Amid a year of war, Ukraine is still moving forward

1 March, 05:22 PM
Kyiv (Photo:REUTERS/Valentyn Ogirenko)

Kyiv (Photo:REUTERS/Valentyn Ogirenko)

When me and my family were leaving Kyiv on the first day of Russian invasion a year ago, we had no idea whether we would ever be able to return home and whether our media company would survive the next weeks. As well as Ukraine. And we definitely had no idea where we would end up a year afterwards.

What was planned by the Kremlin as an easy victorious blitzkrieg turned into a lengthy brutal and most destructive war in Europe since World War II.

A year down the road we have some good news: Ukraine has survived and even pushed Russians back, all our journalists and their families are alive. After two months of work in west Ukrainian city of Lviv, I am actually back in Kyiv as of May.

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The bad news is that we still live with non-stop air raid sirens, frequent missile attacks, and the war is as intense as ever, with no end in sight.

During this year each of us at NV – our media house that comprises a news site, a magazine and a talk radio station – went through tons of personal challenges and dramas that previous generations haven’t faced in a while.

My personal drama started with parting from my family for a year. My mother, my wife and my 9-year-old twins Peter and Anna (they were eight when they had to flee Kyiv) moved to Ireland a few days after the war started. After a stressful and exhausting trip, they settled with a local family in Dublin. My kids went to Irish public school.

Ireland is going through a severe housing crisis and accommodation is impossible to find even if you can afford it. The Irish host family are extremely generous and hospitable people – as well as the whole nation – but if you asked my wife to single out one thing that made her life miserable last year, she would definitely tell you it is not having your own home. The other thing would probably be uncertainty about the future and having to make all the decisions about her and the children’s life on her own.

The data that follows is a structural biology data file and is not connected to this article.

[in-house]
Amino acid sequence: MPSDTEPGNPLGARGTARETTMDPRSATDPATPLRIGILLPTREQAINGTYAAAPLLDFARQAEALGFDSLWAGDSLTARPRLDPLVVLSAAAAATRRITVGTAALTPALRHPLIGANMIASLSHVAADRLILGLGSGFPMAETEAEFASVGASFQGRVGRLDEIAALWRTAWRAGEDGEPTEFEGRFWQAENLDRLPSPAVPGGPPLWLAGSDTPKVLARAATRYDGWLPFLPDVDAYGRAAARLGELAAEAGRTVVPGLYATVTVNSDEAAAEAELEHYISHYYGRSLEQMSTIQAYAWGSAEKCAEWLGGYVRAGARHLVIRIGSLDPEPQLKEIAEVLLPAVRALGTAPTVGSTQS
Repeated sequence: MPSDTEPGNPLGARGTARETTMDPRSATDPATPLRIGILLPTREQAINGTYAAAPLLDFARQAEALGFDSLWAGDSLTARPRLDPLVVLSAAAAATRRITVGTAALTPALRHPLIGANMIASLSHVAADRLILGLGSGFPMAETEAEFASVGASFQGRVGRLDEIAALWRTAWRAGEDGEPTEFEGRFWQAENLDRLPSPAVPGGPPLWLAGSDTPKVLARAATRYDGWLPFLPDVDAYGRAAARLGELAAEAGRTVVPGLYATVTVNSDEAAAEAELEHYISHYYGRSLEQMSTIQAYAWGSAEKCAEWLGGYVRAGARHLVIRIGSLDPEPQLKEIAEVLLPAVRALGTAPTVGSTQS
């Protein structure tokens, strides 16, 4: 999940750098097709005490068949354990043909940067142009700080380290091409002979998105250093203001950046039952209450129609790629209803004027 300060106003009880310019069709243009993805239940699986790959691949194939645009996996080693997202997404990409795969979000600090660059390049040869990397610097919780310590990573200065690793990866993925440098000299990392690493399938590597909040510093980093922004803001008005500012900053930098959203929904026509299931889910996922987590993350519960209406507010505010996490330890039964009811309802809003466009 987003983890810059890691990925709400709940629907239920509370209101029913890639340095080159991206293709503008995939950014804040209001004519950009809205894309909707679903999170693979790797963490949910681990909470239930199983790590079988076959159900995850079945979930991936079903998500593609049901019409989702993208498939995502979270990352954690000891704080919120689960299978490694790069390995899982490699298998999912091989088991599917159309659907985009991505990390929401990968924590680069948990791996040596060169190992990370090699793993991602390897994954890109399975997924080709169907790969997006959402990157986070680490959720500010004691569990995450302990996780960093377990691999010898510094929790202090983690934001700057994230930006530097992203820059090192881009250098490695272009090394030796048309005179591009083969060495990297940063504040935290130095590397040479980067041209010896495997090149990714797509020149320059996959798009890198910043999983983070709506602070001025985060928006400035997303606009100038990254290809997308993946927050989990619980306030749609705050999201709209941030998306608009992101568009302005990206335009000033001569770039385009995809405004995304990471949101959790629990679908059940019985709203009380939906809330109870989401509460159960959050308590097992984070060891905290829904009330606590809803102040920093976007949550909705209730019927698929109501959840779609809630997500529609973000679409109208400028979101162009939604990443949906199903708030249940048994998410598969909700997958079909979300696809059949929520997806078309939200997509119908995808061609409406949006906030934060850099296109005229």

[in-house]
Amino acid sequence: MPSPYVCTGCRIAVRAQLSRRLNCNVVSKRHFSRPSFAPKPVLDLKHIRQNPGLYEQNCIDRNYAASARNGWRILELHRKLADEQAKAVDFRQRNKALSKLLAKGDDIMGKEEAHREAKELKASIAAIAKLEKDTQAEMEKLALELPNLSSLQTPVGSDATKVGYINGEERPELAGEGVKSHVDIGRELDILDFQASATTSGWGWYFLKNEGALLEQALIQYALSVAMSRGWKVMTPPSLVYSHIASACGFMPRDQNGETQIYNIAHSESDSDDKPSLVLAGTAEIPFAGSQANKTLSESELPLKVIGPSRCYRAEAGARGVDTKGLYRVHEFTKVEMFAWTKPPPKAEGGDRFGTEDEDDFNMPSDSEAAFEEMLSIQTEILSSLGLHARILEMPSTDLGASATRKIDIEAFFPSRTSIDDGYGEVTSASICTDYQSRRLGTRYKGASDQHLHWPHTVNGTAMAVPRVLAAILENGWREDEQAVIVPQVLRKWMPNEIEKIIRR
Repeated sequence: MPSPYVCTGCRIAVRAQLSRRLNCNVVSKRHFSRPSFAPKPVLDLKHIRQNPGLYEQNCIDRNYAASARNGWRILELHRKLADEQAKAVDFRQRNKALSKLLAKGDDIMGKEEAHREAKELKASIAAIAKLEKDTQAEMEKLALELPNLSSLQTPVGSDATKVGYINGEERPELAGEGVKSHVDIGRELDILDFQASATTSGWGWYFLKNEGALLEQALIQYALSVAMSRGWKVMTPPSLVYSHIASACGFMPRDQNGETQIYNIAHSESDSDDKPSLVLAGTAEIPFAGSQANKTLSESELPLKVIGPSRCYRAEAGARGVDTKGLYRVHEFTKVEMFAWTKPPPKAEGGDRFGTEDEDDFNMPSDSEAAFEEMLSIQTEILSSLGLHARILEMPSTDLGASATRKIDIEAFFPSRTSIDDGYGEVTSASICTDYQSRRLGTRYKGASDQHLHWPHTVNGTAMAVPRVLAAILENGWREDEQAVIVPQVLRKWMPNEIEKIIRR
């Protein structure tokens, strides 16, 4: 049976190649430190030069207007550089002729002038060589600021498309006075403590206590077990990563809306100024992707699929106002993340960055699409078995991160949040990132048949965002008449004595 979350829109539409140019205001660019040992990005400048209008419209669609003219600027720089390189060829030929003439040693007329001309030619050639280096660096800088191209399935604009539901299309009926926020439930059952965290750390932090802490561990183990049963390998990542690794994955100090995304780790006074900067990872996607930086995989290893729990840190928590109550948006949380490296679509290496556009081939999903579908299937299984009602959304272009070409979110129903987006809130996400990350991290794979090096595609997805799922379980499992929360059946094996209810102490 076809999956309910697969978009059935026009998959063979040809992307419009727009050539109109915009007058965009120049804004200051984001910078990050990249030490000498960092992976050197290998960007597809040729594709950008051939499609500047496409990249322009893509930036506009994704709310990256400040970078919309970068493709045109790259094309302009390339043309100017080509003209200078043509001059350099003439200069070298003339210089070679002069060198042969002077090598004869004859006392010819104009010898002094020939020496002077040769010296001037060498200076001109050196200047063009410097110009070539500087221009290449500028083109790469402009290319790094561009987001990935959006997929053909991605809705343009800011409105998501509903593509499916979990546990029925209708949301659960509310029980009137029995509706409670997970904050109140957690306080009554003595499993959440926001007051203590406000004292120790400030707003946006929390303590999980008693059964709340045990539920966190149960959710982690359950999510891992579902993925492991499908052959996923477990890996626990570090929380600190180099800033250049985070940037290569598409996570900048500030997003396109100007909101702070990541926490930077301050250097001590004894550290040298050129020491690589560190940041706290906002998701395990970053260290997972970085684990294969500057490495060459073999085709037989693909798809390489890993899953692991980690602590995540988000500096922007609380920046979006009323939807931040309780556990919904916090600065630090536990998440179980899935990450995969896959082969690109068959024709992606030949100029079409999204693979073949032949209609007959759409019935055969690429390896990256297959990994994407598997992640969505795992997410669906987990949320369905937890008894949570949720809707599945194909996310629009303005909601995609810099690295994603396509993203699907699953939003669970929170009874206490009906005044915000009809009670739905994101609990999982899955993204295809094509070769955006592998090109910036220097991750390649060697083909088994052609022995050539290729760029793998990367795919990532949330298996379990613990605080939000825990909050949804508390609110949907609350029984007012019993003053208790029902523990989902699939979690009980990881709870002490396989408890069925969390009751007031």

I can’t leave Ukraine as under the martial law all men aged 18 to 60 are not allowed to leave. So my family visited me in Kyiv three times already (it is difficult logistics – airplane to Poland and a train or a bus from there to Kyiv) and every time they have to leave my heart gets broken – I see how much my children want to stay when they give me a final hug.

Staying in Kyiv is a bit too early for them – we get frequent missile attacks and even more frequent air raid sirens. What’s also important is that the school year has virtually been destroyed – children run for safety to shelters during air raid sirens and when they return there is often a blackout. Their visits to Kyiv though helped us rebuild emotional bonds that are evaporating inevitably when people live separately for a year.

In Ukraine, my family life turned into a single one. I got used to taking care of myself and focused my energy on work to stay mentally safe (not all of my colleagues succeeded in that). For two months I shared a bed with a male colleague in a rented flat in Lviv, and for 10 months now at home with my cat.

At work, the company I am heading received a major blow in March, but has recovered since then and is moving forward. Our revenue fell to 20% of our expenditures in the first weeks of war. I was not sure whether we would last for more than a few months. The advertising market virtually stopped existing as the companies – quite predictably – stopped advertising and were trying to evacuate employees and equipment.

We had to resort to severe austerity measures. We halved our salaries and cut about 20% of our staff. We suspended the weekly magazine (very much like Time or Newsweek in the U.S.) and lost our radio signal in every city that the Russian captured – Kherson, Mariupol, Berdyansk, Melitopol.

We turned to international donors for help and received it. It covered part of our costs throughout the year. Surprisingly, we also received financial support from private German media – Die Zeit, Handelsblatt and Tagesspiegel. It also helped to weather our economic storm throughout the year.

Business wise, we moved to 100% digital. Our news site exploded and now we have 15 million unique visitors a month. In the first months of war, the Russians DDOS-ed our site, sending 200,000 requests per second and even managed to knock it down for five hours. Our programmers quickly learnt how to cope with these attacks and even penetrated the hackers’ telegram channels where they planned their assaults.

Our English-language version also grew substantially and now receives 70% of its visitors from the U.S. On radio, we immediately changed the format and dropped the music. We moved to non-stop conversations with military and political analysts and worked without a single day off during the year. Our audience on Radio NV’s YouTube channel exploded from 1 million a month before the war to 7.6 million a month now.

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I personally launched a talk show with a popular investment banker. It was a spontaneous tandem decision and a way to keep our brains away from what was going on. We tried to inject lots of sarcasm in our programs and continued the show when we returned to Kyiv. We’ve done more than 100 programs by now. We figured that a lot of people told us we didn’t only inform them, but also helped them not to go crazy, literally, during major stress in their life. This broadcast on YouTube meant that Ukrainians who left the country could listen to us anywhere they were – in Poland, Romania, Germany, Ireland, Moldova.